in spite of the fact that much of it was paid for. It was terrible

planning and would’ve been bad for Laguna in the long run as well as

the short run.

I’ve got three votes and four candidates. I know who I’m not

voting for: Elizabeth Pearson. I want someone who will support my

right to provide public input at Laguna Beach City Council meetings.

As it happens, most of the leaders of environmental groups in Laguna

I am aware of will be voting for Melissa O’Neal, Toni Iseman and

Steve Dicterow.

CLAY LEEDS

Laguna Beach

A tip on pro-view candidates

Over the last several weeks, representatives of the Safety and

View Preservation ad hoc group have interviewed all four candidates

for City Council regarding their position on preservation and

restoration of Laguna’s unique and beautiful public and private view

sheds. We made it clear to all of the candidates that the support of

people who love our scenic views was totally dependent on how

strongly the candidates personally and publicly support

implementation of a strong, fair, and effective view preservation and

restoration ordinance enforced by the city.

The good news this year is that all four of the council candidates

support either a right to a view and/or view equity and enforcement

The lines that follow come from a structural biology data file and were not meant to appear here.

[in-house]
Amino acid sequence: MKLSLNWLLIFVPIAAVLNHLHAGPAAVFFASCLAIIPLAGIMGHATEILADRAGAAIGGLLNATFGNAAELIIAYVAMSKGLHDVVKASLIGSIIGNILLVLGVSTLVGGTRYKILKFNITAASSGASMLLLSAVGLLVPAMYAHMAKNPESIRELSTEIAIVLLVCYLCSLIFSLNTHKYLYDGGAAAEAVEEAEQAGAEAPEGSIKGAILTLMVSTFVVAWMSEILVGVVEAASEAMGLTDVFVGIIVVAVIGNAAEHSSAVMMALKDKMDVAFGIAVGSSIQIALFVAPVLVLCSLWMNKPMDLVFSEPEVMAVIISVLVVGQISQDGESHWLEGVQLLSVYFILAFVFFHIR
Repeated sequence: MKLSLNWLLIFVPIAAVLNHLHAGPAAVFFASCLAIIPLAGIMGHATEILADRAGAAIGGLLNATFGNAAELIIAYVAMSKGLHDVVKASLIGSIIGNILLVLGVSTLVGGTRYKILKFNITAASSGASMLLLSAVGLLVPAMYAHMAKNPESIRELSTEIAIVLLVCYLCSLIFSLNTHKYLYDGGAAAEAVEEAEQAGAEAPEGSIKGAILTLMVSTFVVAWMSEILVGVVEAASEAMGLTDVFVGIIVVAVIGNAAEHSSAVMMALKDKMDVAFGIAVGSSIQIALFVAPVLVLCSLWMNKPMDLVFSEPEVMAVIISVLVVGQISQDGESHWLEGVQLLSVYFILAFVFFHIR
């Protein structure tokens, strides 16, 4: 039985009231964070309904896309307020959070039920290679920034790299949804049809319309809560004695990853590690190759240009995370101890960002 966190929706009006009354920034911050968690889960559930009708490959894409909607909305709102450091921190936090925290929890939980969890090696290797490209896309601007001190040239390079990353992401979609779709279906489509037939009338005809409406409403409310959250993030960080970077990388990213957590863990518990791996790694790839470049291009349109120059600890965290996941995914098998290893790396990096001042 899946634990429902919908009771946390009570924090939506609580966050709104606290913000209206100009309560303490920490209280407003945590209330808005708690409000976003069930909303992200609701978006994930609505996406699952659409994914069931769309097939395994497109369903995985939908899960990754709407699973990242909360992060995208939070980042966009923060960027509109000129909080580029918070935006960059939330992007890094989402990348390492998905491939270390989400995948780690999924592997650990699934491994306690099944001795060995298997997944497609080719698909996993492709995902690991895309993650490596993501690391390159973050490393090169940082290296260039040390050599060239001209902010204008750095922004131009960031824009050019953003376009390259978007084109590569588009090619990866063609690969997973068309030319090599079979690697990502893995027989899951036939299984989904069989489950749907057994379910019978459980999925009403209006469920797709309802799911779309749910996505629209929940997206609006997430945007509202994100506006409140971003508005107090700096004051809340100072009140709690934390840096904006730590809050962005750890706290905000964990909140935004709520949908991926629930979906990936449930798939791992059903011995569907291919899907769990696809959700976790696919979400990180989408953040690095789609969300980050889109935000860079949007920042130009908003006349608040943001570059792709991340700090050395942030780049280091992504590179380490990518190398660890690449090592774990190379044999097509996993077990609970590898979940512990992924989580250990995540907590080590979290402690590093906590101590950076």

by the city in an effective ordinance. However, after more than 10

years of frustrating meetings with the city, we have done the

research to determine which of the current candidates most strongly

supports prompt action on this critical issue. After meeting with

each of the candidates, analyzing their past performance, and

reviewing their campaign literature for position statements we have

arrived at the following recommendations. We have determined that

Elizabeth Pearson and Steve Dicterow have made the strongest

commitments for prompt enactment of a strong, fair and effective view

preservation/restoration ordinance and therefore are most deserving

of strong support from the citizens of Laguna. Candidates Melissa

O’Neal and Toni Iseman are also supportive but seem to lack the same

degree of commitment.

We encourage every citizen in Laguna to vote in November and as a

result of our meetings and research we recommend everyone vote for

Pearson and Dicterow.

DAVE CONNELL

Laguna Beach

Grand Prix planning was short sighted

What were they thinking?

Blocking off the city, the entire Downtown, was a stupid or

perverse action that deserves a recall of the entire board! The huge

inconvenience that was brought down on not only residents of this

jolly burg, but everyone else who was caught unawares in the morass

of traffic that was caused by the decision to hold a bike race in

Downtown.

I don’t know what the Downtown businesses must have thought, but I

hope that most of them just decided to take the day off. I had plans

and reservations to meet at a Downtown restaurant for lunch with

several friends. None of us could get near the place.